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Based on recent functional brain imaging studies of healthy human REM sleep, we hypothesized that alterations in REM sleep in mood disorder patients reflect a functional dysregulation within limbic and paralimbic forebrain structures during that sleep state. Six unipolar depressed subjects and eight healthy subjects underwent separate [18F]2-fluoro-2-deoxy-D-glucose ([18F]FDG) PET scans during waking and during their first REM period of sleep. Statistical parametric mapping contrasts were performed to detect changes in relative regional cerebral glucose metabolism (rCMRglu) from waking to REM sleep in each group as well as interactions in patterns of change between groups. Clinical and EEG sleep comparisons from an undisturbed night of sleep were also performed. In contrast to healthy control subjects, depressed patients did not show increases in rCMRglu in anterior paralimbic structures in REM sleep compared to waking. Depressed subjects showed greater increases from waking to REM sleep in rCMRglu in the tectal area and a series of left hemispheric areas including sensorimotor cortex, inferior temporal cortex, uncal gyrus-amygdala, and subicular complex than did the control subjects. These observations indicate that changes in limbic and paralimbic function from waking to REM sleep differ significantly from normal in depressed patients.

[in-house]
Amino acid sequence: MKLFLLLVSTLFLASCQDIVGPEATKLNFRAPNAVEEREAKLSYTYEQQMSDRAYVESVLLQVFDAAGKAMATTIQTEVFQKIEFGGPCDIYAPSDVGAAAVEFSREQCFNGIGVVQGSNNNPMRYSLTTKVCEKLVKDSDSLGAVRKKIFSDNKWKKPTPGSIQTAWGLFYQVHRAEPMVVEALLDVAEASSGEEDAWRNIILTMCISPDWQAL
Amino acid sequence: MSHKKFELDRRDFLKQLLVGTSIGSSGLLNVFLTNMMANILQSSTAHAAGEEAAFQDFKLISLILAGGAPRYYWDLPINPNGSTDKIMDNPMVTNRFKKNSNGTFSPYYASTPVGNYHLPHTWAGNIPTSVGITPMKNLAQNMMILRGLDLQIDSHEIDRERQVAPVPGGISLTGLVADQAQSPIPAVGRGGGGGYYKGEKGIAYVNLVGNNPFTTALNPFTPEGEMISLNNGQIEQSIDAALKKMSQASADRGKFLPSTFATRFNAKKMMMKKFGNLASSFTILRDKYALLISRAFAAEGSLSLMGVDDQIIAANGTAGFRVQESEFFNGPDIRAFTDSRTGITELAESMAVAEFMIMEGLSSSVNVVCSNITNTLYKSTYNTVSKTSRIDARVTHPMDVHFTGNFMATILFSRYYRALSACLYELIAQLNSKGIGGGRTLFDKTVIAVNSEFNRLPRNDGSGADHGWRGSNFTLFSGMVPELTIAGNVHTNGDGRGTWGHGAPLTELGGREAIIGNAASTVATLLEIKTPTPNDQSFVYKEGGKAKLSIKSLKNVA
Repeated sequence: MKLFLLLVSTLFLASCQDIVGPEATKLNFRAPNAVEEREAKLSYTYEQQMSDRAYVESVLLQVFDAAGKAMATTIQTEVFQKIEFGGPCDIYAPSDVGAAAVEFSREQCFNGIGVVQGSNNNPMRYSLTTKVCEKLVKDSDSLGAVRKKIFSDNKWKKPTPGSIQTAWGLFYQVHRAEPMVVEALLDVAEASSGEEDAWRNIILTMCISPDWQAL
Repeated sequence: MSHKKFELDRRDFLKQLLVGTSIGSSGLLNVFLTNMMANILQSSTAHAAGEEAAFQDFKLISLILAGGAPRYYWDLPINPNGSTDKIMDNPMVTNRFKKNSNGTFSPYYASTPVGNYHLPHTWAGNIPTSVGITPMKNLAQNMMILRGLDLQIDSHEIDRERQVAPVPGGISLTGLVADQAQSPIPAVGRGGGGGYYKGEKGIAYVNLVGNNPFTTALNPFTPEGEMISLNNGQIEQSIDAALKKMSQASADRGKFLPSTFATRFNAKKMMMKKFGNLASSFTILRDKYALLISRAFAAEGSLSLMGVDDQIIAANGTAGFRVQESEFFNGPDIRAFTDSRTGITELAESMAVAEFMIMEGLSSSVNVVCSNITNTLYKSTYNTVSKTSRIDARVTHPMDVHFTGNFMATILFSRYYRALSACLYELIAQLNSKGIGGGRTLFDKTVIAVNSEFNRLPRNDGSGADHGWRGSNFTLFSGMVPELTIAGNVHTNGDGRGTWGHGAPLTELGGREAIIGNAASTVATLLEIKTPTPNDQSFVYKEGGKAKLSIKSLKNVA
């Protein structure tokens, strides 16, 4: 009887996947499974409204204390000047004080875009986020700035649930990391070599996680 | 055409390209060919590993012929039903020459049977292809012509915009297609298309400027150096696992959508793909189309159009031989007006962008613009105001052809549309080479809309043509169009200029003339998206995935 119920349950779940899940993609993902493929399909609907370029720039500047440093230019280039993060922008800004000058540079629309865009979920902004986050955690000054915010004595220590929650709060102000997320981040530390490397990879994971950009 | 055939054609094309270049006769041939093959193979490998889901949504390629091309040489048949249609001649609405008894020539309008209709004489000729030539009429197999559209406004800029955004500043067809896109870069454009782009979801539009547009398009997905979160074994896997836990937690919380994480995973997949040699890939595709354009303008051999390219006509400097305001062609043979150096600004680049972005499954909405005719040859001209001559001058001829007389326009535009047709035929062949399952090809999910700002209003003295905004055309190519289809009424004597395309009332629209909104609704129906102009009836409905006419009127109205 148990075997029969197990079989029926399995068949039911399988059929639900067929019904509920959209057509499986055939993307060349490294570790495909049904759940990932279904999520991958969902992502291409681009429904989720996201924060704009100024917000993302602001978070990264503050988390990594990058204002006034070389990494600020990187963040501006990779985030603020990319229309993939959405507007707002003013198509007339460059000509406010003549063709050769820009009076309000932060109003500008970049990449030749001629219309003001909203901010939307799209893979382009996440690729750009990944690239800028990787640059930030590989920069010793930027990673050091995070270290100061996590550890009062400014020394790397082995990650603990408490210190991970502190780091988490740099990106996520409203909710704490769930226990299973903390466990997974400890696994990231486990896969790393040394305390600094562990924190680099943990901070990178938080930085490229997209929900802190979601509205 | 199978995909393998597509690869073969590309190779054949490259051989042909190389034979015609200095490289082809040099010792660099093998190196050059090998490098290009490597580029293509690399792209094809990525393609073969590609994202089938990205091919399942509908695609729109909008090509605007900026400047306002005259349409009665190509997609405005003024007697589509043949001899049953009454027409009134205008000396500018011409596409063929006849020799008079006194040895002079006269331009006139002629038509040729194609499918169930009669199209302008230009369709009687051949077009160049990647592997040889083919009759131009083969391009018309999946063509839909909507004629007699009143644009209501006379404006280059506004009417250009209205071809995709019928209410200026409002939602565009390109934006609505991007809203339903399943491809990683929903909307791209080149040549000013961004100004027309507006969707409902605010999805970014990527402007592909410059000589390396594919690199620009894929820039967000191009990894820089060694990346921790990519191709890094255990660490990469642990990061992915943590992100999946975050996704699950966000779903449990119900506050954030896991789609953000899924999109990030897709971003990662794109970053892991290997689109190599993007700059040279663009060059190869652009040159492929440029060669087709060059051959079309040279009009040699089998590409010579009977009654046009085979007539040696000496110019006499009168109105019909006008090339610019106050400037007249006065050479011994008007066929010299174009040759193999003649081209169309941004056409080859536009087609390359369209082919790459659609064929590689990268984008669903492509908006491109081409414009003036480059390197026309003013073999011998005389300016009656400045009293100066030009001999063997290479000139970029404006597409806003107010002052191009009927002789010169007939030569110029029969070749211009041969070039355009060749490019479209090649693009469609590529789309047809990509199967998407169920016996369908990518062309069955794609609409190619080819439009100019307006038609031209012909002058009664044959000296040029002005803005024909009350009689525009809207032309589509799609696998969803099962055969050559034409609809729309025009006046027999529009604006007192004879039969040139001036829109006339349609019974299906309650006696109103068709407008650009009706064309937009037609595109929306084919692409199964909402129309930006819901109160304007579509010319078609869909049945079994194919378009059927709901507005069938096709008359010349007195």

Original publication

DOI

10.1016/s0925-4927(99)00025-6

Type

Journal article

Journal

Psychiatry research

Publication Date

08/1999

Volume

91

Pages

59 - 78

Addresses

Sleep and Chronobiology Center, Western Psychiatric Institute and Clinic, Pittsburgh, PA 15213, USA. nofzingerea@msx.upmc.edu

Keywords

Prosencephalon, Humans, Fluorodeoxyglucose F18, Blood Glucose, Radiopharmaceuticals, Tomography, Emission-Computed, Electroencephalography, Wakefulness, Sleep, REM, Depressive Disorder, Major, Time Factors, Image Processing, Computer-Assisted, Adult, Middle Aged, Female, Male, Functional Laterality